The cool thing here is that I’m using black holes as the working substance for my engines! You ask: Is this why you painted the engine green, cvj? You’ve found the ultimate green energy source and in a future where all our clothes are tight-fitting and weirdly short at the cuff and ankle we’re all going to fill up at the pump with premium grade black holes…? Thanks for asking that. No. First of all, the black holes are the working substance, not the source of the heat, and moreover, well… you can imagine the other engineering difficulties!
Let’s take a step back. This is an interesting exercise for a number of reasons, but mostly to do with understanding properties of quantum field theories, to my mind. Although I suspect that these are going to be useful concepts to play with in ways I have not yet thought of. A fun aspect of all of this is that nobody seems to have done this before.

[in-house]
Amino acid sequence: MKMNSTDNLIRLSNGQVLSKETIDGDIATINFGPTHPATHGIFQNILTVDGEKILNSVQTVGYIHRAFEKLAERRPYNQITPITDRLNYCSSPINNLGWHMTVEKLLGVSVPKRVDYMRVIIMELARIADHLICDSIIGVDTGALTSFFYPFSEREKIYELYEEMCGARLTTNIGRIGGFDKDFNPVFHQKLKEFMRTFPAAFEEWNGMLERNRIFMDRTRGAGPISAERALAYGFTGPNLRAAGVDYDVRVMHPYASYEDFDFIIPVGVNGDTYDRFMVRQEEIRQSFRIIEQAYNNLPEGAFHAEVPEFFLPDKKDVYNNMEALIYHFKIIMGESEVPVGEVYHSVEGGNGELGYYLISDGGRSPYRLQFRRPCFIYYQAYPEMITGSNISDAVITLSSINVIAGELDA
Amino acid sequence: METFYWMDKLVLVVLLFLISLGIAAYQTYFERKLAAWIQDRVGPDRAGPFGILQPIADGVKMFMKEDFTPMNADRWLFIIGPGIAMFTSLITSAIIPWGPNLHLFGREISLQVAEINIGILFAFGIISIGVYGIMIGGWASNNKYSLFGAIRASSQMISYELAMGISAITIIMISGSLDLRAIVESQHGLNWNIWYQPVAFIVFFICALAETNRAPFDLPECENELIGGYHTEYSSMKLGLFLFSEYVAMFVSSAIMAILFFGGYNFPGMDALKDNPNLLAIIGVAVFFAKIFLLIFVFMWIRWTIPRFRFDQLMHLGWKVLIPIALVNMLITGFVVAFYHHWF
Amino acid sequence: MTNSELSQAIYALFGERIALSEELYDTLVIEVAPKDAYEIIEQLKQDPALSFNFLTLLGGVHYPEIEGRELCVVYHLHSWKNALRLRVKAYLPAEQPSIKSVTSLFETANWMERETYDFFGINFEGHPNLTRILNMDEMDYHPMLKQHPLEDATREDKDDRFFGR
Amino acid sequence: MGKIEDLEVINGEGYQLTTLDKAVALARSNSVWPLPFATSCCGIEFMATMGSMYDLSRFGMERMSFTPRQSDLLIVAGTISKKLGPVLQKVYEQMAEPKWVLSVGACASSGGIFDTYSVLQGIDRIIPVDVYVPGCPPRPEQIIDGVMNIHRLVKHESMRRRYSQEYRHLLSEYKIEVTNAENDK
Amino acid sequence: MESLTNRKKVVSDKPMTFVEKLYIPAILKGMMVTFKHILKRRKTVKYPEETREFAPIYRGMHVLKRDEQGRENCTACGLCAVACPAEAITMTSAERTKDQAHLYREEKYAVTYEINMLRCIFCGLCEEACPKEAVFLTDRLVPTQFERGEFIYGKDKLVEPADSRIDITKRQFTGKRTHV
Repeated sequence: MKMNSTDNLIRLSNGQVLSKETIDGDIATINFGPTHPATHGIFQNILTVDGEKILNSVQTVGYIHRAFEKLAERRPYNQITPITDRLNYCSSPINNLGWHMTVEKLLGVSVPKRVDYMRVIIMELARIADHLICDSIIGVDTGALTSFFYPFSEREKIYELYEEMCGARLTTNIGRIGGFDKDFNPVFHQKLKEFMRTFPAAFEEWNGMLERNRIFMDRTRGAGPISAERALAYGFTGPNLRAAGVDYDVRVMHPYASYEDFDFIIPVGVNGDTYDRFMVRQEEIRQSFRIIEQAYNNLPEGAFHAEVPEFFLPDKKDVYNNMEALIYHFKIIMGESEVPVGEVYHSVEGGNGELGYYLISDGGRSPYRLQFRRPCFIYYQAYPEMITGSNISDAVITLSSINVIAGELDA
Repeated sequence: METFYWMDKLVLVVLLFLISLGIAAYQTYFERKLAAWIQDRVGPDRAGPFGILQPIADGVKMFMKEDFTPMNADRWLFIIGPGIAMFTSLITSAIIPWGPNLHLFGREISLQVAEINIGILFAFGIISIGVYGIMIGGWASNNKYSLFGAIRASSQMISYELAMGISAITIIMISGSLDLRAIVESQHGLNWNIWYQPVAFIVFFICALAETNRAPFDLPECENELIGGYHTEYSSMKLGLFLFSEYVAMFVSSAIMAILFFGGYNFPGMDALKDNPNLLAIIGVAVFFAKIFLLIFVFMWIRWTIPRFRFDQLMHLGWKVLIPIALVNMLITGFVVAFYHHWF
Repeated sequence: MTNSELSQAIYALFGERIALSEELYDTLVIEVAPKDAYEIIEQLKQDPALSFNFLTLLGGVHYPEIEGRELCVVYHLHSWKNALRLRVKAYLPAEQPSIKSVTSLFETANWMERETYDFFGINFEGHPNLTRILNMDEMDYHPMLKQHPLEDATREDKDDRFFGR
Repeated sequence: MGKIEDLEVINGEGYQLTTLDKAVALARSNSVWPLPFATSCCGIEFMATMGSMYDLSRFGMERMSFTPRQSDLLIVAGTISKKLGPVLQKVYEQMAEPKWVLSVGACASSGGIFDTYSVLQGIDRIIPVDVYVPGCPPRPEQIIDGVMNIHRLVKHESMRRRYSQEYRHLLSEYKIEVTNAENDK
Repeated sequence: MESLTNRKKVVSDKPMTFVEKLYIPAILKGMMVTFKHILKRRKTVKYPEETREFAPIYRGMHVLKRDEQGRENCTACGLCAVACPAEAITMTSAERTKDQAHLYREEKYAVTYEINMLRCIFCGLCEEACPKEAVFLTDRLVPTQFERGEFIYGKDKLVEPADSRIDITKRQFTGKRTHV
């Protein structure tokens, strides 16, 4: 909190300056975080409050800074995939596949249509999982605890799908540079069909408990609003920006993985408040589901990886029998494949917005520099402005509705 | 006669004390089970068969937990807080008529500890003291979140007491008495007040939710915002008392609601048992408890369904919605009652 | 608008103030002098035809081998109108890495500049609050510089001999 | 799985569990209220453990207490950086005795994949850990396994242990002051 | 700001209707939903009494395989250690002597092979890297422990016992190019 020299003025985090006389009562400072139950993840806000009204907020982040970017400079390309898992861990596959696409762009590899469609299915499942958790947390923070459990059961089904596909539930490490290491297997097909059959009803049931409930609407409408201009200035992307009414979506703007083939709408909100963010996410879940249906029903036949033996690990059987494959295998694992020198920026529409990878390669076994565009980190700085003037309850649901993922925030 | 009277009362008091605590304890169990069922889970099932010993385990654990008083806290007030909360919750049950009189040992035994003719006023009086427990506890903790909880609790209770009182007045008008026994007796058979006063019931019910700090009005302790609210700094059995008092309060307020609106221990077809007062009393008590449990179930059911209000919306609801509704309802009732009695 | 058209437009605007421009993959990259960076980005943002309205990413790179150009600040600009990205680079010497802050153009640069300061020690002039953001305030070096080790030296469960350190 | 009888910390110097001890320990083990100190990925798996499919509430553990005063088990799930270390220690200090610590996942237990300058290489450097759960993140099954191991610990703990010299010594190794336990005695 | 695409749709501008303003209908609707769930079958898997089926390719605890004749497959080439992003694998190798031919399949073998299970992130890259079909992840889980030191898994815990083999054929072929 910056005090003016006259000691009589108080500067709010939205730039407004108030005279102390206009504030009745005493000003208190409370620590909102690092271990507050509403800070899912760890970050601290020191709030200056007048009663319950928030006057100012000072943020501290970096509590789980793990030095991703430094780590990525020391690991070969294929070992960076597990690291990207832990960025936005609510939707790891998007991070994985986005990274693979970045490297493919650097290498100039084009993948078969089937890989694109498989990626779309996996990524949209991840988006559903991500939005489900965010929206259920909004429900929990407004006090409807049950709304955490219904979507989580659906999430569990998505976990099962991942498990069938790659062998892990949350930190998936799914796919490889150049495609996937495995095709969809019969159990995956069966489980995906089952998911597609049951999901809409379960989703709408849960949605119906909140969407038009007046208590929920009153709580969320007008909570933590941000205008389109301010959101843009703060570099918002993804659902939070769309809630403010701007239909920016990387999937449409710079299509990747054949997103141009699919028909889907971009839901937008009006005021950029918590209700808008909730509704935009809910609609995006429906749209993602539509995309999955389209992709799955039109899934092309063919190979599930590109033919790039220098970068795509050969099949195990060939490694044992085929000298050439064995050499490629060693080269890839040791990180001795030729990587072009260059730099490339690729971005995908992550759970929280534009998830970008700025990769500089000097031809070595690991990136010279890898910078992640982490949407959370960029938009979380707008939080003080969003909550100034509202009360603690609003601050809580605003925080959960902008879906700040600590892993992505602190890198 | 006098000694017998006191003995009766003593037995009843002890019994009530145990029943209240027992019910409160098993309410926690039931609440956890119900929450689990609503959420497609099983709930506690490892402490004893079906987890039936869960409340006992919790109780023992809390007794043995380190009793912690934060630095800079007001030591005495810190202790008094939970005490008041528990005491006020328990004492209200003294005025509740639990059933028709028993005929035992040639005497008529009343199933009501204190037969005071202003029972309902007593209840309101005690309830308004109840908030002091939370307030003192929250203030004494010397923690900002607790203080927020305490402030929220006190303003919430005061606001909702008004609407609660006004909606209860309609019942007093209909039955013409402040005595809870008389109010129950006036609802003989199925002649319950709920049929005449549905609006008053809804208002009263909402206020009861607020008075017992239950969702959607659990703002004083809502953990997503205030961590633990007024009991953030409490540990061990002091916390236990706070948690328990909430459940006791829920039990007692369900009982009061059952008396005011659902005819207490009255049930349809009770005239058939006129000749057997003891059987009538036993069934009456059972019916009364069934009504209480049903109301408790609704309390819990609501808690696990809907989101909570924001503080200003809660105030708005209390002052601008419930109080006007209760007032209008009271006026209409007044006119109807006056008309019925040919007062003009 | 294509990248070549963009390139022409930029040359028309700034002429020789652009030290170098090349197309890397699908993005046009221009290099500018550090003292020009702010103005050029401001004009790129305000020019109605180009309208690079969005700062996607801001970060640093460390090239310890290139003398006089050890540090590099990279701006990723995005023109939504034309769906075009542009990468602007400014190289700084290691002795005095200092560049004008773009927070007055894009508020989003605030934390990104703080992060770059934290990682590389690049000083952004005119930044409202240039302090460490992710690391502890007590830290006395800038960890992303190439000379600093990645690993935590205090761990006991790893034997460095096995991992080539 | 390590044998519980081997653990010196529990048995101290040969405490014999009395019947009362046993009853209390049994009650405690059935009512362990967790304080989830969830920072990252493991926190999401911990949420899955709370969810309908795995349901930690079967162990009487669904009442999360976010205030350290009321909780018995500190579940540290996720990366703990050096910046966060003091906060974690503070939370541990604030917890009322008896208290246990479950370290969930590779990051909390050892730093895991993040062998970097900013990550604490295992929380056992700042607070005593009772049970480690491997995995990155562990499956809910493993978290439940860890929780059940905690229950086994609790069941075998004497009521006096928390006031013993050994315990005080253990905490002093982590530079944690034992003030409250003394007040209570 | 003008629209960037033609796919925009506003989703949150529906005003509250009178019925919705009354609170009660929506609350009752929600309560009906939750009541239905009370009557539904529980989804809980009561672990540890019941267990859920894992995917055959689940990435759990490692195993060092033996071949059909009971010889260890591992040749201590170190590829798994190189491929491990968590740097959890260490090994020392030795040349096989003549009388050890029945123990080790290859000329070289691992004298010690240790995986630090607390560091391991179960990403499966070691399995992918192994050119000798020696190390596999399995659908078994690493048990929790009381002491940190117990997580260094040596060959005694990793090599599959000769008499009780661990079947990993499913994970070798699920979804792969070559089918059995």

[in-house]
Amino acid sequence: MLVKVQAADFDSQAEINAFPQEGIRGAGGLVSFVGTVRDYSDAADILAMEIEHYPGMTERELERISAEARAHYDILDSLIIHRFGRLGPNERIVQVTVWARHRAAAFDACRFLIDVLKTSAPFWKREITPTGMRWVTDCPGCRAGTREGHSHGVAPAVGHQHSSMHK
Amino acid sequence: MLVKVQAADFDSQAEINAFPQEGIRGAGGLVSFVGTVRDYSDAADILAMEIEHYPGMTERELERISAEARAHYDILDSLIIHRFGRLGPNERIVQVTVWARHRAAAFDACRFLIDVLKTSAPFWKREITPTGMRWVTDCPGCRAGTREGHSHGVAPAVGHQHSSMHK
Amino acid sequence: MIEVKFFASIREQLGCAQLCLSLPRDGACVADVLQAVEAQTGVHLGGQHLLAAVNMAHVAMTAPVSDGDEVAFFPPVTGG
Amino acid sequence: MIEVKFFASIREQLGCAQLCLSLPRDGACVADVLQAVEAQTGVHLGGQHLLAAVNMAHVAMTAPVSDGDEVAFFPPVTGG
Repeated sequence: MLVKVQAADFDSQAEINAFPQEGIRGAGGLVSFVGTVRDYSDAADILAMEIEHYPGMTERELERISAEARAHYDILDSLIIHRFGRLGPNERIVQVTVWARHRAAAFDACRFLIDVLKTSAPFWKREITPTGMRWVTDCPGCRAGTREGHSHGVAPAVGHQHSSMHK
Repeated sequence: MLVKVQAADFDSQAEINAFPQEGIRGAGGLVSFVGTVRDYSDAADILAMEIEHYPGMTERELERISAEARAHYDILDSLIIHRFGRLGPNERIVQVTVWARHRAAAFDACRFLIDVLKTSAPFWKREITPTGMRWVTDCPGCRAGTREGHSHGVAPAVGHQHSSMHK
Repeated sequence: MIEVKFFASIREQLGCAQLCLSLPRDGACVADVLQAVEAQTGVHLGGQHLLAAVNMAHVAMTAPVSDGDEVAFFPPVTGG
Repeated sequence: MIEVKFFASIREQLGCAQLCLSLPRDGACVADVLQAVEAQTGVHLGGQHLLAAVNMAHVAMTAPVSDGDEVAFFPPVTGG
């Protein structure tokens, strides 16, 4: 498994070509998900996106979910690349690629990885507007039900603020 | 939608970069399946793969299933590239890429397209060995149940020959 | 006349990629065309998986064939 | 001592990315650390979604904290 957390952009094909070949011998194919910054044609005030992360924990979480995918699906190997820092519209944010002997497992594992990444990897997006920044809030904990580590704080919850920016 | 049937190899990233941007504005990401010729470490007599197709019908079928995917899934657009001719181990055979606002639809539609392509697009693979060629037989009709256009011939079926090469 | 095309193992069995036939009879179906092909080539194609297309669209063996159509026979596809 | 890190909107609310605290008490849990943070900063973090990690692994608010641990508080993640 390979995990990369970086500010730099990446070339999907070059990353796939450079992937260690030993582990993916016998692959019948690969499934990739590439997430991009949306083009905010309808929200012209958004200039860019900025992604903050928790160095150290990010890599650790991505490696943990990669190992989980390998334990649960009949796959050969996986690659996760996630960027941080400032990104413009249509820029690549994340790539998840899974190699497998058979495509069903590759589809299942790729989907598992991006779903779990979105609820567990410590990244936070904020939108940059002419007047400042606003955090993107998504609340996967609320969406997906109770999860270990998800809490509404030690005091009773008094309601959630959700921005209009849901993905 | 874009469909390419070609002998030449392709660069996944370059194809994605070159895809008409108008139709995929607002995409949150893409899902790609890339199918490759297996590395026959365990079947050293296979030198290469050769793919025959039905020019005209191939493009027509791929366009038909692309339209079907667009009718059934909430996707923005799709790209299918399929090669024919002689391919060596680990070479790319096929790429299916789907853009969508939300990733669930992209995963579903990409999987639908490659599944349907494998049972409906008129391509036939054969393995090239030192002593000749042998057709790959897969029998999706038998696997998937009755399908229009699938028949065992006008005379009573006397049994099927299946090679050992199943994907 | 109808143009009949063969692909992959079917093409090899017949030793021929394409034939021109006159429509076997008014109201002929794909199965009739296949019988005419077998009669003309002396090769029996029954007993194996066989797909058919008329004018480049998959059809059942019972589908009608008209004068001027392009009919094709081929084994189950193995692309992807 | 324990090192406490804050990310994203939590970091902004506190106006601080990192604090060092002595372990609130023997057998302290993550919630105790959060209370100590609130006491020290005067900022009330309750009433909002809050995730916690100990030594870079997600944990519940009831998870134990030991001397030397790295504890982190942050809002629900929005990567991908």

But people have thought about extracting energy from black holes for many years now, right? How can you say that this has not been done before? Also excellent questions. Well, that’s totally different. Indeed, astrophysicists need to know about mechanisms for extracting energy from rotating black holes since they are the sources of some of the most spectacular events in our universe, such as active galactic nuclei, powerful x-ray jets, and so on and so forth. There are very many excellent papers on those matters, starting with the observation of Penrose (the Penrose process) and going to detailed mechanisms like the Blandford-Znajek process. All really interesting, but those are not heat engines – they are not extracting mechanical work from heat like your (or a friend’s) car does. People have also considered making engines of other kinds, getting black holes to do things involving spinning up or down, or moving charges in potentials, and so forth. But this is also not what I’m talking about. The point there is that those other processes have what are called “work terms” in the first law of thermodynamics that was written down for black holes back in the 1970s starting with work of Bekenstein, and then completed by Hawking and others. But until recently the most standard work term, -pdV, taking about direct mechanical work, has not been present in the black hole thermodynamics at all. That’s the key.